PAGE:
Neo-Latin Erotic and Pornographic Literature (c. 1400–c. 1700)

(9,031 words)

Author(s): Enenkel, Karl A. E.
¶ What one regards as ‘erotic’ and ‘pornographic’ depends on cultural, social, religious, and intellectual discourses, and those of the fifteenth, sixteenth and seventeenth centuries certainly differ f…

Neo-Latin ‘Essays’: An Absent Genre that is Omnipresent

(7,602 words)

Author(s): Papy, Jan
¶ Authors such as Montaigne, Francis Bacon, Voltaire, and Oscar Wilde are notorious for having made sharp observations in a typically concise style. The literary genre they considered most suitable for…

Neo-Latin Fiction

(8,555 words)

Author(s): Morrish, Jennifer
¶ The subject of this article is the Neo-Latin novel, a genre whose texts are far less well-known today than either their contents or their literary achievement merit. Such was not the case in the long…

Neo-Latin Forgeries

(2,304 words)

Author(s): Olds, Katrina B.
¶ It might seem counterintuitive to assert that the height of neo-Latin scholarship in the fifteenth through seventeenth centuries was also a golden age of historical forgeries. After all, this was the…

Neo-Latin Grammars—Guarino da Verona’s Regulae grammaticales

(1,078 words)

Author(s): Pade, Marianne
¶ Guarino (1374–1460) composed his Latin textbook, the Regulae grammaticales ( Rules of Grammar), around 1418, but he may well have revised the work later, in the light of experiences collected during his long teaching career.1 It was …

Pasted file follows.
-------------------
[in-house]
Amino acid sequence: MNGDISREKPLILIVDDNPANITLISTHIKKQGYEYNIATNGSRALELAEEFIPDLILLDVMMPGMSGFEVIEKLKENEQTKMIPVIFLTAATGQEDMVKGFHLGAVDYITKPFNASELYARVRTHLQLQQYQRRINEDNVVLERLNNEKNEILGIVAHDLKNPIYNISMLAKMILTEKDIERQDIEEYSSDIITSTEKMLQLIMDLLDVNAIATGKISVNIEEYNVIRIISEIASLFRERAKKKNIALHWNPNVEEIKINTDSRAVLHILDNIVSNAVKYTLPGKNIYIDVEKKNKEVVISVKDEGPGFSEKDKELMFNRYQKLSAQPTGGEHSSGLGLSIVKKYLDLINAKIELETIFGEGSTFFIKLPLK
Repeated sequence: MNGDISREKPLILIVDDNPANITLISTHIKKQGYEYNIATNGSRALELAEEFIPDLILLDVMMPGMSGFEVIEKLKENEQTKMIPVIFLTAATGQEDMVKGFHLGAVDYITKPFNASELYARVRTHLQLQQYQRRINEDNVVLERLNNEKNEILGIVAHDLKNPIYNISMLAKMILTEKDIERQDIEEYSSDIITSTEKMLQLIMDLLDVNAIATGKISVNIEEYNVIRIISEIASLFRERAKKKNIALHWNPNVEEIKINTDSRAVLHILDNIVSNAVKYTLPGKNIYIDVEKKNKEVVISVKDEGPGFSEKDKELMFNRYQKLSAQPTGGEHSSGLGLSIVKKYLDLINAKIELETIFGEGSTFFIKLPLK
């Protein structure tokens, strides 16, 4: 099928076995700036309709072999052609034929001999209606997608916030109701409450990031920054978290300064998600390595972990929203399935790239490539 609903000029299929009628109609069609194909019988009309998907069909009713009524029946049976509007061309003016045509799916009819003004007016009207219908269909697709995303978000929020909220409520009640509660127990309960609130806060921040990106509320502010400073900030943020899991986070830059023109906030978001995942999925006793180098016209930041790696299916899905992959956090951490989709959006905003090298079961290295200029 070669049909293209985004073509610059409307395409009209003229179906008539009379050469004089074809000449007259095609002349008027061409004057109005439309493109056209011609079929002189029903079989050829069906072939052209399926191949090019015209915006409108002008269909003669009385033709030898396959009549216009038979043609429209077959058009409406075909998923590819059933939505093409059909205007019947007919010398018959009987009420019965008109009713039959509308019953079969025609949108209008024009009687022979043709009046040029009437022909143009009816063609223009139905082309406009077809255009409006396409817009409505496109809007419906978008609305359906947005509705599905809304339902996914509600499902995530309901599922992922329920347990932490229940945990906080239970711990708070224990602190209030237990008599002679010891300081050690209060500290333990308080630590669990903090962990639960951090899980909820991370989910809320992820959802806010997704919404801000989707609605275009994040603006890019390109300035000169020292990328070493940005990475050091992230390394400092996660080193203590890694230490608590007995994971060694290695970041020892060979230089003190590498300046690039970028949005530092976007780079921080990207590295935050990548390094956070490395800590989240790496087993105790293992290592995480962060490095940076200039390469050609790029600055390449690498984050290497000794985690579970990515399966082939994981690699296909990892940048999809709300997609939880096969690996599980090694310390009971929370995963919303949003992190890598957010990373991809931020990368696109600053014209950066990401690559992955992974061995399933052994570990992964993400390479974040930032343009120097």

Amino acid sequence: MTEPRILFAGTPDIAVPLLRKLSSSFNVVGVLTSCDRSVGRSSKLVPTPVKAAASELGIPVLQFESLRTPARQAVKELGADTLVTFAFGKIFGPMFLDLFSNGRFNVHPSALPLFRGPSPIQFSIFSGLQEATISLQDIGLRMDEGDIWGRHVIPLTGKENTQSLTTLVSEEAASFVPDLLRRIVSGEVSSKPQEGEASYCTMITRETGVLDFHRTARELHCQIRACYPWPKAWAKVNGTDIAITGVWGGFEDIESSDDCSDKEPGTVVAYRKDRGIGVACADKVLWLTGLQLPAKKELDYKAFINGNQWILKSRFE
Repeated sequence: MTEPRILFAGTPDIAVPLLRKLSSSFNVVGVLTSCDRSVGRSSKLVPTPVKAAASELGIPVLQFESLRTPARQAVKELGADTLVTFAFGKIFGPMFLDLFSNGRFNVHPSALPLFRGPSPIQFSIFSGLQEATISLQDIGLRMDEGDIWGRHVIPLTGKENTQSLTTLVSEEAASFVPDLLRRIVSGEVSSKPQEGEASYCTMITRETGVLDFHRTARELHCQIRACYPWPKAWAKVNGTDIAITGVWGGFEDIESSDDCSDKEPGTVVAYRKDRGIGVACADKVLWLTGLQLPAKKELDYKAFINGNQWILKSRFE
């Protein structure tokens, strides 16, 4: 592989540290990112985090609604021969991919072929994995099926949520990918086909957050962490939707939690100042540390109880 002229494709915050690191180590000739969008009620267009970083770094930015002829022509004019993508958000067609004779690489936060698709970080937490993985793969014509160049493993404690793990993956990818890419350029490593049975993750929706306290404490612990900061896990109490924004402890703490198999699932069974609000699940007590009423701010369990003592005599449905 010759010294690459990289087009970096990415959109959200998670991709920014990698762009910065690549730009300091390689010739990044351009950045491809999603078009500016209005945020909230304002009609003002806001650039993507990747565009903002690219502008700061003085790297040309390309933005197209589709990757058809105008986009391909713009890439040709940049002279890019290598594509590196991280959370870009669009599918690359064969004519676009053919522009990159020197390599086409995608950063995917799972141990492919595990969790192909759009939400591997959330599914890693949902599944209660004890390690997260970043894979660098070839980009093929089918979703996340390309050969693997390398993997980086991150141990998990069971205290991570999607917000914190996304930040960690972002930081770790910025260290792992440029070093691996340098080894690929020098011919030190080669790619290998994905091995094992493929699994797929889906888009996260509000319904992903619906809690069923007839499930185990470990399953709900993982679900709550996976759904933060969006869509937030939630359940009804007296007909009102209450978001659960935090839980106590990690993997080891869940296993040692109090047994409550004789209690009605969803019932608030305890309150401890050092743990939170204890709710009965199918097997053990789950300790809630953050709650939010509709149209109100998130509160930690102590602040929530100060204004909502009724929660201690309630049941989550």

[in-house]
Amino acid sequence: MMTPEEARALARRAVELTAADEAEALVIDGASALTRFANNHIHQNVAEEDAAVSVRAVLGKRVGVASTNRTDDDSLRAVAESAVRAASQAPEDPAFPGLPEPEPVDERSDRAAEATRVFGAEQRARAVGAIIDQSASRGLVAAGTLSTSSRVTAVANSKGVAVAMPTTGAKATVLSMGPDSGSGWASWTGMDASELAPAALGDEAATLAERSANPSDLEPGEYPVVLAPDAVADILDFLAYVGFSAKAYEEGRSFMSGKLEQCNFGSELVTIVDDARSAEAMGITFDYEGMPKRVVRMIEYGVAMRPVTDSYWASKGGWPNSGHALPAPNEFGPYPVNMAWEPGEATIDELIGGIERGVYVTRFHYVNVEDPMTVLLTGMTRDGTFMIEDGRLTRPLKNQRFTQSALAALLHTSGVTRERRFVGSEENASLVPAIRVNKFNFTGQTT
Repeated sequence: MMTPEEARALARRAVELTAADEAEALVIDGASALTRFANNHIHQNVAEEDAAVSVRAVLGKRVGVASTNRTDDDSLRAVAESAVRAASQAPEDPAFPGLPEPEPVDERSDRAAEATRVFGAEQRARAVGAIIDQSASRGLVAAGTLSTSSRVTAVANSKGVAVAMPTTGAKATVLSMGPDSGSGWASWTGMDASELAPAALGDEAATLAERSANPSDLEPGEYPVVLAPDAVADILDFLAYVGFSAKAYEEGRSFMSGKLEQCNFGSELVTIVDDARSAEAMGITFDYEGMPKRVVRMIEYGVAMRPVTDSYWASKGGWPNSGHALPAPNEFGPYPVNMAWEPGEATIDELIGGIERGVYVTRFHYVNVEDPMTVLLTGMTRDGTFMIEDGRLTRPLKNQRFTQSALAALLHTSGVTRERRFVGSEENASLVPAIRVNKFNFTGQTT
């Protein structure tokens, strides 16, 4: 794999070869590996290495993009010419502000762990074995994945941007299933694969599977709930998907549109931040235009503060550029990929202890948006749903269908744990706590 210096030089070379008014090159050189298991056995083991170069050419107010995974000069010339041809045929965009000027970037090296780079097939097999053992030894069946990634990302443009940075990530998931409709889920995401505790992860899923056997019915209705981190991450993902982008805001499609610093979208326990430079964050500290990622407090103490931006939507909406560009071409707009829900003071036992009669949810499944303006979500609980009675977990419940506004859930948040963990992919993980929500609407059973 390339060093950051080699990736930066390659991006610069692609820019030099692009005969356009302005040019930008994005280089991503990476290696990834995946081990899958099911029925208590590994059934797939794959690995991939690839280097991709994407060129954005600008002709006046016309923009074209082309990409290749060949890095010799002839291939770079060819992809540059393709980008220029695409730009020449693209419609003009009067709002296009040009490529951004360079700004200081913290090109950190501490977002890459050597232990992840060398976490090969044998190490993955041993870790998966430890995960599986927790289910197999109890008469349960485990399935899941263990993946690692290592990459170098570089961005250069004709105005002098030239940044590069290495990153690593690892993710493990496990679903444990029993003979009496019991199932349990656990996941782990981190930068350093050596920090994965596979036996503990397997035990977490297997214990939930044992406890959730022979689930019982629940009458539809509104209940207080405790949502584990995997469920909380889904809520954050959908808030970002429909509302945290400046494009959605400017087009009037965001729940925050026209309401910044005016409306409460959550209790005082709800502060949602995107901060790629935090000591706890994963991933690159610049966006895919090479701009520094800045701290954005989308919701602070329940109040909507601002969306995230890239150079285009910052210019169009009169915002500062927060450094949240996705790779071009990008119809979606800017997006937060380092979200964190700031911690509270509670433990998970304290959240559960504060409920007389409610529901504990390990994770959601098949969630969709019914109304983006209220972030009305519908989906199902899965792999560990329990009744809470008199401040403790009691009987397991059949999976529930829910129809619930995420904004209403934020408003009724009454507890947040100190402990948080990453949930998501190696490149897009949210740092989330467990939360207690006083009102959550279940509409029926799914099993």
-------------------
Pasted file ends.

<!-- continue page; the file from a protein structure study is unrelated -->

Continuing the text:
Neo-Latin Grammars—Niccolò Perotti’s Rudimenta grammatices

(1,102 words)

Author(s): Pade, Marianne
¶ Though not a highly original work, Niccolò Perotti’s (1430–1480) Rudimenta grammatices (Elementary Grammar, 1468) is a milestone in Latin grammar and became the most widely diffused humanist Latin grammar of t…

Neo-Latin in North America

(11,043 words)

Author(s): Blair, Ann M.
¶ I am grateful to many scholars for their generous help: Kevin Chang, Anthony Grafton, Jaap Jacobs, Thomas Keeline, Donna LaRue, Stuart McManus, John Pollack, Michele Valerie Ronnick, Peter Schineller…

Neo-Latin Journals

(575 words)

Author(s): Verbeke, Demmy
¶ Only two journals are explicitly and exclusively devoted to Neo-Latin studies. The first is Humanistica Lovaniensia (HL), which was originally founded as a series of monographs concerning Renaissance humanism in th…

Neo-Latin Literary Genres and the Classical Tradition: Adaptation and Inventions

(3,670 words)

Author(s): Bloemendal, Jan
¶ Much of Neo-Latin bonae litterae is oriented towards classical literature. In the various genres, as they are traditionally called, this literary production looked back to Latin—and to a lesser extent Gr…

Neo-Latin Literature—Bohemia

(2,189 words)

Author(s): Juríková, Erika
¶ The Latin language was used by Bohemian cosmopolitan authors until the early nineteenth century. Many Bohemian scholars studied and worked in academic positions at prestigious European universities, …

Neo-Latin Literature—France: The Seventeenth and Later Centuries: Contexts

(833 words)

Author(s): Balserak, Jon
¶ Although Neo-Latin has no definite starting point, introduced into Europe and the New World through the humanist reforms initiated in the Renaissance and gradually developed alongside the continuing …